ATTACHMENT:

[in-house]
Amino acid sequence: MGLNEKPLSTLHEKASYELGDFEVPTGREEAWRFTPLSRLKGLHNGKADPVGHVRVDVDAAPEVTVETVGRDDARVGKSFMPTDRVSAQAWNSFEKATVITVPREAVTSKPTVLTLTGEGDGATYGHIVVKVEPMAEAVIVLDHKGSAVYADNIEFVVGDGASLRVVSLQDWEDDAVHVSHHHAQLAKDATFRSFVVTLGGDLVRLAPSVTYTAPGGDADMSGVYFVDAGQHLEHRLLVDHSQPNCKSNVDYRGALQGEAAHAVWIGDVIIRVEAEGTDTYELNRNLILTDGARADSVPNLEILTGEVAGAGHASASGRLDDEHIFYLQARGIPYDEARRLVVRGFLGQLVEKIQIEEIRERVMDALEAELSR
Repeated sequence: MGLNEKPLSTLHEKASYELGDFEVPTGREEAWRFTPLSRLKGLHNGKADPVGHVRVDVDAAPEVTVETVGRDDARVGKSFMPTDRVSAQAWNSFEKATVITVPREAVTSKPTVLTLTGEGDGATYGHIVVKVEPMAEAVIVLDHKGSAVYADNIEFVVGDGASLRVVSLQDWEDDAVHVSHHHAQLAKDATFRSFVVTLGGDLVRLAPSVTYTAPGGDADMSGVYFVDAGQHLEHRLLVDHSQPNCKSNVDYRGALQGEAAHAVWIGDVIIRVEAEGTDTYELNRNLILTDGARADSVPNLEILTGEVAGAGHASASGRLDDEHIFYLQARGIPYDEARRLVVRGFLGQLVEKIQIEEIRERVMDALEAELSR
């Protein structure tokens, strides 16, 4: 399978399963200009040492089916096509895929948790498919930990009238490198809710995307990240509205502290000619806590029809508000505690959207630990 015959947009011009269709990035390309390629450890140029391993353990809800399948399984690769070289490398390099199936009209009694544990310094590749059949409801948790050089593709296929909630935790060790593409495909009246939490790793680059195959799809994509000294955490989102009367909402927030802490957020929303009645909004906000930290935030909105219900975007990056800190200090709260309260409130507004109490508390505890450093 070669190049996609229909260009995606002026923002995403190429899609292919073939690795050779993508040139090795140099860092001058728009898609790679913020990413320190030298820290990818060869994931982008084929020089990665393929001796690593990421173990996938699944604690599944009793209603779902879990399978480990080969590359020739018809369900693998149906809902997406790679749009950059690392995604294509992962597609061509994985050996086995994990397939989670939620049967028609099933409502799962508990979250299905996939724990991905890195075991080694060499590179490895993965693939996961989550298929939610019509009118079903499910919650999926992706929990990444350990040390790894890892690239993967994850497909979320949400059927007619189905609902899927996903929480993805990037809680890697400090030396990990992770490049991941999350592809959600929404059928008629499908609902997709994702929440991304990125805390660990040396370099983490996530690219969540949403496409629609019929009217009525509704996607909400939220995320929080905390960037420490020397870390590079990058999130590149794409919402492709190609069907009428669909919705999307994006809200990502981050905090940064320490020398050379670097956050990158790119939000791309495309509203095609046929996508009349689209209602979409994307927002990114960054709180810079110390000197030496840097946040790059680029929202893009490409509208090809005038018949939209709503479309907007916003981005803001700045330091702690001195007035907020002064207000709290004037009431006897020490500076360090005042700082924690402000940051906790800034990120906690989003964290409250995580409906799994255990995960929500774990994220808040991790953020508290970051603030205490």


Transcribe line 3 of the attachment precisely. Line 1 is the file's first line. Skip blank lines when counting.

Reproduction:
Repeated sequence: MGLNEKPLSTLHEKASYELGDFEVPTGREEAWRFTPLSRLKGLHNGKADPVGHVRVDVDAAPEVTVETVGRDDARVGKSFMPTDRVSAQAWNSFEKATVITVPREAVTSKPTVLTLTGEGDGATYGHIVVKVEPMAEAVIVLDHKGSAVYADNIEFVVGDGASLRVVSLQDWEDDAVHVSHHHAQLAKDATFRSFVVTLGGDLVRLAPSVTYTAPGGDADMSGVYFVDAGQHLEHRLLVDHSQPNCKSNVDYRGALQGEAAHAVWIGDVIIRVEAEGTDTYELNRNLILTDGARADSVPNLEILTGEVAGAGHASASGRLDDEHIFYLQARGIPYDEARRLVVRGFLGQLVEKIQIEEIRERVMDALEAELSR